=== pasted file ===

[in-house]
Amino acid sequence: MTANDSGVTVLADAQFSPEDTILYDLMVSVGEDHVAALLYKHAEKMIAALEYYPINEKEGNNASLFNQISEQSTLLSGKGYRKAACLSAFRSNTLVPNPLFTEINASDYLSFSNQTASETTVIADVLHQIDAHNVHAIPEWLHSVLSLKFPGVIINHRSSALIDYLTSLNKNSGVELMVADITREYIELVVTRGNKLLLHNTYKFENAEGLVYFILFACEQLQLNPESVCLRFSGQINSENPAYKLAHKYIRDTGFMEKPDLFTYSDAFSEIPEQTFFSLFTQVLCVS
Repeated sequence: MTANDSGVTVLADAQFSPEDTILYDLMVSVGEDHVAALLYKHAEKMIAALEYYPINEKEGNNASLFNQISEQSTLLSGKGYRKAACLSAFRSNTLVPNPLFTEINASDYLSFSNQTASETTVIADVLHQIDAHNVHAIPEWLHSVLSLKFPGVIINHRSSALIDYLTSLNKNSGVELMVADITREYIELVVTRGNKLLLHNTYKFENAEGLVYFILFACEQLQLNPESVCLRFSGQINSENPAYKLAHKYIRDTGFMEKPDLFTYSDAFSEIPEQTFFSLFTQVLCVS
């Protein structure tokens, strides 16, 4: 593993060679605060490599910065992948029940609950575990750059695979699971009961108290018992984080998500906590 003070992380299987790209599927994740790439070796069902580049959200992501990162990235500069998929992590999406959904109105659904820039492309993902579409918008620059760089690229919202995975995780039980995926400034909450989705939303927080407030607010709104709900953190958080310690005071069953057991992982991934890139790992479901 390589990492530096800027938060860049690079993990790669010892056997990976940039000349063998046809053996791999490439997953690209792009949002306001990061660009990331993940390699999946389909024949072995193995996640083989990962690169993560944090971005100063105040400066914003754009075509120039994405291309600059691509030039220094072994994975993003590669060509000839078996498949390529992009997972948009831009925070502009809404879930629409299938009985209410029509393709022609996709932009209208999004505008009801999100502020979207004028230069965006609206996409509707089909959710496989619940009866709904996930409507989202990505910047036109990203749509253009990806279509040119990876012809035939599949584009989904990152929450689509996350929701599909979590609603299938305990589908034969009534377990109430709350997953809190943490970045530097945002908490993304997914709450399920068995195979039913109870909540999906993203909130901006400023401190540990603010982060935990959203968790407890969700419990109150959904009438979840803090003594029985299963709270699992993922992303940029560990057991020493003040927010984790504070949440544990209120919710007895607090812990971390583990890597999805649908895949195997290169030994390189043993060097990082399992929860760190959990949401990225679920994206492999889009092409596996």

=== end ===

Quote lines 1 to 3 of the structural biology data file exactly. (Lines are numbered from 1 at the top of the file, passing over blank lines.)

[in-house]
Amino acid sequence: MTANDSGVTVLADAQFSPEDTILYDLMVSVGEDHVAALLYKHAEKMIAALEYYPINEKEGNNASLFNQISEQSTLLSGKGYRKAACLSAFRSNTLVPNPLFTEINASDYLSFSNQTASETTVIADVLHQIDAHNVHAIPEWLHSVLSLKFPGVIINHRSSALIDYLTSLNKNSGVELMVADITREYIELVVTRGNKLLLHNTYKFENAEGLVYFILFACEQLQLNPESVCLRFSGQINSENPAYKLAHKYIRDTGFMEKPDLFTYSDAFSEIPEQTFFSLFTQVLCVS
Repeated sequence: MTANDSGVTVLADAQFSPEDTILYDLMVSVGEDHVAALLYKHAEKMIAALEYYPINEKEGNNASLFNQISEQSTLLSGKGYRKAACLSAFRSNTLVPNPLFTEINASDYLSFSNQTASETTVIADVLHQIDAHNVHAIPEWLHSVLSLKFPGVIINHRSSALIDYLTSLNKNSGVELMVADITREYIELVVTRGNKLLLHNTYKFENAEGLVYFILFACEQLQLNPESVCLRFSGQINSENPAYKLAHKYIRDTGFMEKPDLFTYSDAFSEIPEQTFFSLFTQVLCVS